End Of The Line: Welcome To The Crusher!
Scrap-steel prices have been climbing like crazy in recent months, with the scrap price for junk cars reaching about $250/ton here in Colorado. That means that a lot of potential project cars that have spent decades in back yards and driveways, waiting to get back on the road, are now worth an easy 400 bucks at The Crusher. Armies of steel-crazed scavengers with car trailers and flatbed trucks have been scouring the countryside for unwanted— or, more accurately, insufficiently wanted— vehicles to turn into quick cash. I hit a local metal-recycling yard yesterday to see the frenzy for myself.
Back when I lived in the San Francisco Bay Area, I often commuted across the Bay on a ferry that docked across the Oakland Estuary from the Schnitzer Steel yard at the Port of Oakland. I knew the mountains of rusty steel were once cars that Schnitzer had on the yard at its chain of self-service wrecking yards (Schnitzer Steel owns the Pick-N-Pull chain), but it was impossible to recognize anything in those China-bound mountains of ex-car steel.
Things are more up close and personal when you visit The Crusher in person; here’s a fairly solid and complete Corvair that’s probably a cube of metal in a container in a train car, bound for the nearest container-ship port (Oakland, most likely), by the time you read this. Kind of a shame, but nobody was willing to buy it and fix it.
I was there with a friend who was disposing of the carcass of a wrecked Suburban he’d bought as a drivetrain donor for a project truck. Nobody’s going to shed any tears over the loss of a wrecked late-model Suburban, right? I know I won’t!
However, even my cold, cold heart felt a pang when I saw this rough-but-repairable Mercedes-Benz W126 coupe on the end of a chain, headed to certain death. How? Why? $250/ton, that’s why!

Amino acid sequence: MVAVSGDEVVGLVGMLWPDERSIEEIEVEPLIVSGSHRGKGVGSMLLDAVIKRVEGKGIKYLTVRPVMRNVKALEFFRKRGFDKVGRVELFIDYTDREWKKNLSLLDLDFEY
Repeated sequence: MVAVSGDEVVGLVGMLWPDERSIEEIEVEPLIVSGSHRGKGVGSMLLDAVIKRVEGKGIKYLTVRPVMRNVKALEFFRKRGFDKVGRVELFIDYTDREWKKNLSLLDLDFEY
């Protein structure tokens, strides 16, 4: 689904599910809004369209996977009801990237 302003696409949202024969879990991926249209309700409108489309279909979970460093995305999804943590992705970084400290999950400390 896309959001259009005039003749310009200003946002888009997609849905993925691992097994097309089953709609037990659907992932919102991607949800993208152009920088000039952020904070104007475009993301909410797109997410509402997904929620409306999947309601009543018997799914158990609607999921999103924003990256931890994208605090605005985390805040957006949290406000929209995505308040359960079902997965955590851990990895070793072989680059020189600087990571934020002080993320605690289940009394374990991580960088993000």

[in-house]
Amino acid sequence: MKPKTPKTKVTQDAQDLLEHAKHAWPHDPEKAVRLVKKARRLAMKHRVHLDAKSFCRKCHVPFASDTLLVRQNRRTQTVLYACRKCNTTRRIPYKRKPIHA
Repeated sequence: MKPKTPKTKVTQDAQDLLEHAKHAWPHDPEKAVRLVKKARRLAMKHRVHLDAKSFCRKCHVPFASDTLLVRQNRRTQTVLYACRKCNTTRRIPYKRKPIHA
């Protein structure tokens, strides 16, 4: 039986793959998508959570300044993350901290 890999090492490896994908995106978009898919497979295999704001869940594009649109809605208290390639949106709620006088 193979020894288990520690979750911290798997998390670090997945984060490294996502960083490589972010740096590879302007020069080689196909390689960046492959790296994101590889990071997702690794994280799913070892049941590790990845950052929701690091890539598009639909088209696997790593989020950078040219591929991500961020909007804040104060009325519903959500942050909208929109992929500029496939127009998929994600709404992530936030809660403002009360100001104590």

I couldn’t tell which SEC this was, but it’s a big German coupe with a V8, and— by the time you read this— it has been chewed up like so many Saturn SL2s and broken washing machines.
Another Malaise Era Ford bites the dust.
How about a Dodge Diplomat? Remember when all the cops drove these?
This BMW 7 Series has depreciated about as far as it’s possible to go.
Poor 4-door Bonneville. Nobody loves big 1960s sedans… until they put them on the scale and realize that they’re worth $500 in quick cash.
Late Fox Mustang GT with V8 and 5-speed? Crushed.
Woodgrain Late Malaise station wagon? Crushed.
The whole process happens fairly quickly. First you wait in a line of doomed cars on trailers and old pickups with beds full of brake drums and steel pipe.
The seller flashes the vehicle’s title, and a big forklift picks it up.
A guy with a pickaxe punches a couple of holes in the car’s gas tank and drains the gas into a series of 5-gallon buckets.
The flammable-liquid action never stops at this place!
Some of the gas seemed pretty fresh, and some of it had that bad-old-gas smell and dark color.
Apparently it was once possible to get drained gas from Crusher victims for free. These days, no dice.
This goes on all day, every day, all over the country. I was at this Crusher for about an hour and saw at least a half-dozen interesting cars get eaten. How many meet their demise every day? As long as China hungers for scrap steel, it will continue at this pace.
Writer d'Elegance Brougham Landau.
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